Previous posts in the marsh birds series-
In the Marsh Birds series I’ve looked at some usually hard-to-find birds. In this installment, I’m taking a look at the second most common Heron in Ohio (after the quite common Great Blue Heron).
I took these pictures back in 2011 at the Honda Wetlands in the late summer, which was a fantastic and uncommon opportunity to see marsh birds up close due to the shrinking water level. I’ve seen Ohio’s second most common Heron multiple times since then, but never so close or with such good photographic conditions.
What a handsome bird! Larger than the Rails that hide in marshy cattails, with a prominent beak and legs- a Heron, though it looks like the Great Blue Heron’s smaller cousin. This is a Green Heron, which spends the summer in the eastern half of the US, and wintering in sunnier places to the south.
Normally one might happen upon one of these birds along the shore of a creek or river, a pond or lake, sitting motionless waiting for a fish or other creature to happen by. This particular day, there were several Green Herons in the shrinking water of the Honda Wetlands and the normally solitary birds were a bit exasperated with each other. They would occasionally vocalize like the above bird, perhaps complaining about being crowded.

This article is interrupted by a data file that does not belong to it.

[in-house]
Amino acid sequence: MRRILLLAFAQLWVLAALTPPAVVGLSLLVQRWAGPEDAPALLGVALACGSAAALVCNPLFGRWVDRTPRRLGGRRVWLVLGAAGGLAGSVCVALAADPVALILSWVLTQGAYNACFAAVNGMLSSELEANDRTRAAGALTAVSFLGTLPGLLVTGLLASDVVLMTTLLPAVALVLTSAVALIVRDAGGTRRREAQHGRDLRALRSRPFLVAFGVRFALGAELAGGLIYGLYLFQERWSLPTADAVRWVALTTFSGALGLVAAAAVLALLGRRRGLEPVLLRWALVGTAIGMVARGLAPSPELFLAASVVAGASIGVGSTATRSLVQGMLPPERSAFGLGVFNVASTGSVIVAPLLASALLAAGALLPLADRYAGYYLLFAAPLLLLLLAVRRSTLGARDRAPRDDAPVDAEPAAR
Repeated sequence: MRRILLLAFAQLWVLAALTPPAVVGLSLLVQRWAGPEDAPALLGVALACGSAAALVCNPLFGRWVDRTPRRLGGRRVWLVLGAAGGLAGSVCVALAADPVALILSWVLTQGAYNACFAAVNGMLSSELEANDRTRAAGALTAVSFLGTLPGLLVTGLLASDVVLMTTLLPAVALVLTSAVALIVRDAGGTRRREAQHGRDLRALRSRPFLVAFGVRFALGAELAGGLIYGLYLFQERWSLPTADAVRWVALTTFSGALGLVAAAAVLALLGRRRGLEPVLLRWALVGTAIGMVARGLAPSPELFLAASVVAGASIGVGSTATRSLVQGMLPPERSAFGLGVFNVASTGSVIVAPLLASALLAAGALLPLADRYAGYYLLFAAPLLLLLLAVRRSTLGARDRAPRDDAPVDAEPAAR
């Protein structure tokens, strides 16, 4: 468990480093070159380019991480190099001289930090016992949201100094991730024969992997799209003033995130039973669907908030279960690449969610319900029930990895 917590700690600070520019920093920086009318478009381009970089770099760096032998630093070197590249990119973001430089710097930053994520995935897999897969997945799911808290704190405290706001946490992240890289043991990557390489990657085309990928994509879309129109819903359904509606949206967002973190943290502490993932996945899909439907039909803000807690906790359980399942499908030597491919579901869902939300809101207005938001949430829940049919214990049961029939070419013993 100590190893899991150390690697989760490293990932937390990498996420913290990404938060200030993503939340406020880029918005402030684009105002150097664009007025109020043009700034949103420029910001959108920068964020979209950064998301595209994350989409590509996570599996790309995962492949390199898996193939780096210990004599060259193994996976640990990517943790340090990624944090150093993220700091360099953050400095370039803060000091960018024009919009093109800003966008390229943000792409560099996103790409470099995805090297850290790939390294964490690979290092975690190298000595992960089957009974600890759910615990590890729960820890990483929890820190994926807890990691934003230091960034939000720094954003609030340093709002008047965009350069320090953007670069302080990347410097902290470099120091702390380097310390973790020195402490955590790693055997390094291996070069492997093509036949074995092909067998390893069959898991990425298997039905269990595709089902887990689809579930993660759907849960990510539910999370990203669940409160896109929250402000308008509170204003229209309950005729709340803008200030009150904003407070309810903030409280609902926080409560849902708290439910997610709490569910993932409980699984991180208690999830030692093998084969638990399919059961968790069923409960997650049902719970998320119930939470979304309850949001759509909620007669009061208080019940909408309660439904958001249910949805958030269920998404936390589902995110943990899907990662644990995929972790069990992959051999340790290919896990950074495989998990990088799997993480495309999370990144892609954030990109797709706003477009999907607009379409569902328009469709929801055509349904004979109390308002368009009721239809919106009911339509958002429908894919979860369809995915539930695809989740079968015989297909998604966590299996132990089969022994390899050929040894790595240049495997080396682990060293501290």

This bird lunges quickly for some food. Green Herons have been known to use fishing lures such as twigs or insects to catch fish- pretty sharp! And its one of the few birds that do this.
It may be a minnow, but eat enough of them and it makes a meal! They also eat insects.
The bill on this bird species is impressive. It is usually used to grab food, but it occasionally spears its prey.
Look at the toes on that bird. Adapted to wading in shallow water, Green Herons will occasionally dive into deeper water looking for food.
It takes swiftness and accuracy to catch small fish- they are so quick its hard to get a picture of them striking.
This bird scratched its chin- looks almost thoughtful…
These birds have a distinctive look when flying. In flight, look for their striped throats to differentiate them from other marsh birds such as Bitterns.
They sometimes perch high up in trees- this one has its crest raised.
Last but not least- back in the water, here’s a quick shot of a dispute between two Green Herons. One is flying off away from the cranky victor. To be fair, these birds are most often seen singly, being more of a solitary type. Nerves were frayed by having to share a small place to dine. I’ll give them a pass on this, I’ve felt this way myself on occasion!